Motorists in Missouri can find gasoline blended with 15% ethanol at some gas stations across the state, but the sale of E15 is not allowed during the summer season (June 1-September 15). Giving consumers year-round access to E15 is a major focus of the ethanol industry. Emily Skor, CEO of Growth Energy, says getting what’s called the RVP (Reid Vapor Pressure) waiver extended to E15 is the key.
“You give us the RVP waiver and immediately you’re going to see 700 million gallons in terms of just conventional biofuel demand,” Skor says. “So we’ve got some numbers to show this would have real economic impact.”
The RVP law, created in 1990, allowed E10 to be sold year-round, but the Environmental Protection Agency has not extended the waiver to E15. Skor says more than 1,000 fuel stations around the country are offering E15, nearly triple from this time last year. But she says the RVP regulation is preventing further growth.
“I’ve talked to a lot of retailers that are sitting on the sidelines right now waiting for that,” she says. “It’s a real problem for retailers. It’s a legal fuel and one day a consumer can use it for their 2001 and newer car and the next there’s a label that says they can’t.”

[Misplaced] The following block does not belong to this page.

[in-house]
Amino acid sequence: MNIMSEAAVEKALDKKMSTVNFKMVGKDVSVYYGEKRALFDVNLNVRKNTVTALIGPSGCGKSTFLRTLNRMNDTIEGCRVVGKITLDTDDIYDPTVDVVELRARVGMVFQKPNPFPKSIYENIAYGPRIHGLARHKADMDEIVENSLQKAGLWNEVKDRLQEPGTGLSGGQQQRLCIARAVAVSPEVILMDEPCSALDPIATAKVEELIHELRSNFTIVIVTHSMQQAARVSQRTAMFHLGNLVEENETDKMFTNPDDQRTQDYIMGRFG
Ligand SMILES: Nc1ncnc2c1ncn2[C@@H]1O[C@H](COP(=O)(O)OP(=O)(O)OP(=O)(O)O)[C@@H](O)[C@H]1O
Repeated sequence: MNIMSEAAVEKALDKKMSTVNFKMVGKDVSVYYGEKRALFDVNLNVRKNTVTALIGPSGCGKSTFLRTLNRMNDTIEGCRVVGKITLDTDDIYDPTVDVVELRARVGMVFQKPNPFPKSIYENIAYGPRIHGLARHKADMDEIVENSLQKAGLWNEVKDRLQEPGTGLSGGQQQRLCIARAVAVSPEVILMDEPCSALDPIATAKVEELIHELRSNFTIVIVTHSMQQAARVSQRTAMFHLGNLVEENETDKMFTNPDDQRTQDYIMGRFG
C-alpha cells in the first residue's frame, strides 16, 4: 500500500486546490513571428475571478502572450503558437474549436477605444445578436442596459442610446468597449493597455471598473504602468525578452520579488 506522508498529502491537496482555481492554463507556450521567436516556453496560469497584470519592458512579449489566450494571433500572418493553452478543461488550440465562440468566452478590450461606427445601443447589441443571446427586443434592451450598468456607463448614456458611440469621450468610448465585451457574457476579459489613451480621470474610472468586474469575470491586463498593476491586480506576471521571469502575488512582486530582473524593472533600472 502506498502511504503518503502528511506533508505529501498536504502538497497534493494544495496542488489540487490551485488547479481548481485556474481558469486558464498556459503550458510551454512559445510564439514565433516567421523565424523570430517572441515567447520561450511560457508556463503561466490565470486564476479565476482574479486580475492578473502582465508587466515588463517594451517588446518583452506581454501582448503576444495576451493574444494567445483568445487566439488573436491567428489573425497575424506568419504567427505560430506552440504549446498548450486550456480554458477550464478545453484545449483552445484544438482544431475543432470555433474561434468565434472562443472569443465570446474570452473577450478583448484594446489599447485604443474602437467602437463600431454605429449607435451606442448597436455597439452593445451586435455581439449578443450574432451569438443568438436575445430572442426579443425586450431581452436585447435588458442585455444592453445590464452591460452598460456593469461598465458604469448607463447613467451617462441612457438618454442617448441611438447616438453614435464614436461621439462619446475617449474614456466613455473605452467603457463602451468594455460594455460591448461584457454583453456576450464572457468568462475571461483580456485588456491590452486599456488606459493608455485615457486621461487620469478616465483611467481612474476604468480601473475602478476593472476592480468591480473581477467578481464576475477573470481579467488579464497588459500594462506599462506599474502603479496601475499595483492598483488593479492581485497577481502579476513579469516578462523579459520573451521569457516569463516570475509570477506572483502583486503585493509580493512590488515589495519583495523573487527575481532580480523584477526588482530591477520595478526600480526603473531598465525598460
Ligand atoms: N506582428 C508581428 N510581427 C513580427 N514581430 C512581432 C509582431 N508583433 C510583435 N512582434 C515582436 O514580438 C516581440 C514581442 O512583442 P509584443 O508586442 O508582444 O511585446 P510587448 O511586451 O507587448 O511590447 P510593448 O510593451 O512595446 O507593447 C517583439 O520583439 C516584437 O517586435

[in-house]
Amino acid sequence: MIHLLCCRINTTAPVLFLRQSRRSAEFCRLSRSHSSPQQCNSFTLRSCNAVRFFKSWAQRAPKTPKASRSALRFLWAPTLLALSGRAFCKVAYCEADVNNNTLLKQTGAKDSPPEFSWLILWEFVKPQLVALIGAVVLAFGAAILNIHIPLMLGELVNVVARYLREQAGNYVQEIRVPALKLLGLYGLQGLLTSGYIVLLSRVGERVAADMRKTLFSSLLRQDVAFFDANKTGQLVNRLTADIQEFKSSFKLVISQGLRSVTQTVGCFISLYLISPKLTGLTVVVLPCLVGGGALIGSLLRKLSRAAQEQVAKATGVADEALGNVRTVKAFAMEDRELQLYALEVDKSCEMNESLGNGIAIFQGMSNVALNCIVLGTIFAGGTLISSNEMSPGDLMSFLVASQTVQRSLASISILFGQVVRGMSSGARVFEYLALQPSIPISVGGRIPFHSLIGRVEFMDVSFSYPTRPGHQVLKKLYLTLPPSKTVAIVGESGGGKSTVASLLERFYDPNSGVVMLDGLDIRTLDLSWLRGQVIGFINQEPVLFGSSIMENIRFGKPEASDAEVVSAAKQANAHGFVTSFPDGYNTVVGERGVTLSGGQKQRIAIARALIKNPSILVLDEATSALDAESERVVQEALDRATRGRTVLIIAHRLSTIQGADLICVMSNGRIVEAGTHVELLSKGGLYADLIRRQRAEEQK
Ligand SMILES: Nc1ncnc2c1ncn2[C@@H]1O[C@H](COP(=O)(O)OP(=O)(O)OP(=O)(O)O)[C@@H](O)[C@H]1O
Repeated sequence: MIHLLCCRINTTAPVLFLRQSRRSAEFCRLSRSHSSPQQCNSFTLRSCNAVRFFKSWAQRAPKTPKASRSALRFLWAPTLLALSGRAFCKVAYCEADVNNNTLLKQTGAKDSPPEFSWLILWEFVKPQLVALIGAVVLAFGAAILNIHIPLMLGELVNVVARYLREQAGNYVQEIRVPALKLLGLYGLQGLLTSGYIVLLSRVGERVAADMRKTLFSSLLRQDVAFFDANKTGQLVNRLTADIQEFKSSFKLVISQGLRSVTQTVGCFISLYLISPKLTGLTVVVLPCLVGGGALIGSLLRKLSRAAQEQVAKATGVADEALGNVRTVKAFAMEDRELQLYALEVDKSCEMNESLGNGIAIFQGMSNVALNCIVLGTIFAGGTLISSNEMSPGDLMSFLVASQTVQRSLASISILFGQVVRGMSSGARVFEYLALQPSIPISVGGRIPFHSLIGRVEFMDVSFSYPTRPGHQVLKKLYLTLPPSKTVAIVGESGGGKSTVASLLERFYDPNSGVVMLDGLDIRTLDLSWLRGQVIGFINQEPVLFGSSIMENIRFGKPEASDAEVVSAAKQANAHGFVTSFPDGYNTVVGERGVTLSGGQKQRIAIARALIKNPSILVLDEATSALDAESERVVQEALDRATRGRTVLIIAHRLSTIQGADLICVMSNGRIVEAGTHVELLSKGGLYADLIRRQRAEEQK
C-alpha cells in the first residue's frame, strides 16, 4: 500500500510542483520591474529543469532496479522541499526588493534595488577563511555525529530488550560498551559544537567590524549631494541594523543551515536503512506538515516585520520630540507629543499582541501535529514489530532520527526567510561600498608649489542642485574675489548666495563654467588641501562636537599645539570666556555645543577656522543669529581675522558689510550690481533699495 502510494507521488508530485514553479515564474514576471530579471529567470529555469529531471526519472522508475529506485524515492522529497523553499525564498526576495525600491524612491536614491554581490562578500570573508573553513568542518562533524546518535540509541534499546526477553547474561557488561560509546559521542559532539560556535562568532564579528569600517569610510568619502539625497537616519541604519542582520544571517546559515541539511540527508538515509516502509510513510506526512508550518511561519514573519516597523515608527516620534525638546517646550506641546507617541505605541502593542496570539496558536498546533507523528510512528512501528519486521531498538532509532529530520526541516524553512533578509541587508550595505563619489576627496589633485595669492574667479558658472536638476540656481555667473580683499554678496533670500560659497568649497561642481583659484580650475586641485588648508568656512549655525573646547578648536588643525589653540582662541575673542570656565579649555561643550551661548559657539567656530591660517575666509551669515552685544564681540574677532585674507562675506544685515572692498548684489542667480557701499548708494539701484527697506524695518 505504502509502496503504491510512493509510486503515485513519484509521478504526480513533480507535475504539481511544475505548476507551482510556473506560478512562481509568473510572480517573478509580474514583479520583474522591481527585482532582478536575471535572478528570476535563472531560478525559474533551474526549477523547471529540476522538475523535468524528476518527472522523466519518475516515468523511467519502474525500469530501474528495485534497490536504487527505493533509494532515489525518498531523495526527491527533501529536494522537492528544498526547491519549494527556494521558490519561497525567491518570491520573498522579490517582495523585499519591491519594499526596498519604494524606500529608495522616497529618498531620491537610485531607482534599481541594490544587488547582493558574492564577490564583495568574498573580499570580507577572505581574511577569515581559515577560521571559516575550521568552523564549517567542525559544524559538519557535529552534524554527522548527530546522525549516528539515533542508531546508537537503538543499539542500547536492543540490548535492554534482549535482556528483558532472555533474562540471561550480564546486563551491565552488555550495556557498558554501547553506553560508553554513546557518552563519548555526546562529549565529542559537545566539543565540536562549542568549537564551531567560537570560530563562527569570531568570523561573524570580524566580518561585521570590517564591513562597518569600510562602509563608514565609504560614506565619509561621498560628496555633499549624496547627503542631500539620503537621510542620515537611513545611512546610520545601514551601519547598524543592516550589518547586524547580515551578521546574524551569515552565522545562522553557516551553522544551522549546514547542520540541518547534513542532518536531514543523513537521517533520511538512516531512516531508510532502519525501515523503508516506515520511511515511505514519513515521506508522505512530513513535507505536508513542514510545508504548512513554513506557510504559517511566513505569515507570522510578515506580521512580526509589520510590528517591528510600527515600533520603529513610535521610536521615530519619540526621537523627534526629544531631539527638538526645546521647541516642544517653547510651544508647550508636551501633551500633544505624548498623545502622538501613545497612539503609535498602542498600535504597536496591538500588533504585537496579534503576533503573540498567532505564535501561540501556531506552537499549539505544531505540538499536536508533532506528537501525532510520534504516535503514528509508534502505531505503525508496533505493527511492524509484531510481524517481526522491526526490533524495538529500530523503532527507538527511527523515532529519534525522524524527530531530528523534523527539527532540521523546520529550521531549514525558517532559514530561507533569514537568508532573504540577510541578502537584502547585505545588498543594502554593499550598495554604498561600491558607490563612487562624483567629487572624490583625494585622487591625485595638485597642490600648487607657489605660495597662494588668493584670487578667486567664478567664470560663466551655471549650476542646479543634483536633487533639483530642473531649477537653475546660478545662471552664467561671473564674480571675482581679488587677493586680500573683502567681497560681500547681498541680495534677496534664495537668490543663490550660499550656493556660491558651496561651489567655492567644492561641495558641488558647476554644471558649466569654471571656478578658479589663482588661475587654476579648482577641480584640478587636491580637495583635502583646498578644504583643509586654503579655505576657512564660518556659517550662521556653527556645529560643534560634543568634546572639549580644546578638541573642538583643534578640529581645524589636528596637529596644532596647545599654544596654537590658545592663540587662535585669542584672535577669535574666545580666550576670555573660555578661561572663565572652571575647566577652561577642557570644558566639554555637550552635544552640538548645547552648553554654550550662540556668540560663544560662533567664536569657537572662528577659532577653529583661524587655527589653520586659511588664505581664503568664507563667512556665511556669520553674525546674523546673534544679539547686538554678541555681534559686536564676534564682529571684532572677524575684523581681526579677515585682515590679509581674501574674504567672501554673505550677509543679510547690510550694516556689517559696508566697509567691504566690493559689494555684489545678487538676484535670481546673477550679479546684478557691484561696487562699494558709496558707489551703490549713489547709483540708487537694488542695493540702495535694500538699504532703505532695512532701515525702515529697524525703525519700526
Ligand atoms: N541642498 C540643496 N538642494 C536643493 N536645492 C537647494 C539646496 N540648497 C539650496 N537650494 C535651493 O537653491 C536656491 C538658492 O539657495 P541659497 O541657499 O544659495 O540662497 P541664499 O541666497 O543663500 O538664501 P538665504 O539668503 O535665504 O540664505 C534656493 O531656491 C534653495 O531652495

In a letter to corn-state lawmakers in October, EPA administrator Scott Pruitt said he would investigate whether the agency has the authority to issue the RVP waiver. If not, Pruitt indicated he would work with Congress to resolve the issue.
According to the ethanol industry, E15 is typically priced five to 10 cents less than E10 fuel. E15 is federally approved for use in all 2001 and newer vehicles.
Missouri has six ethanol plants, producing around 300 million gallons of the product annually.
By Ken Anderson, Brownfield Ag News and Pat Curtis, Radio Iowa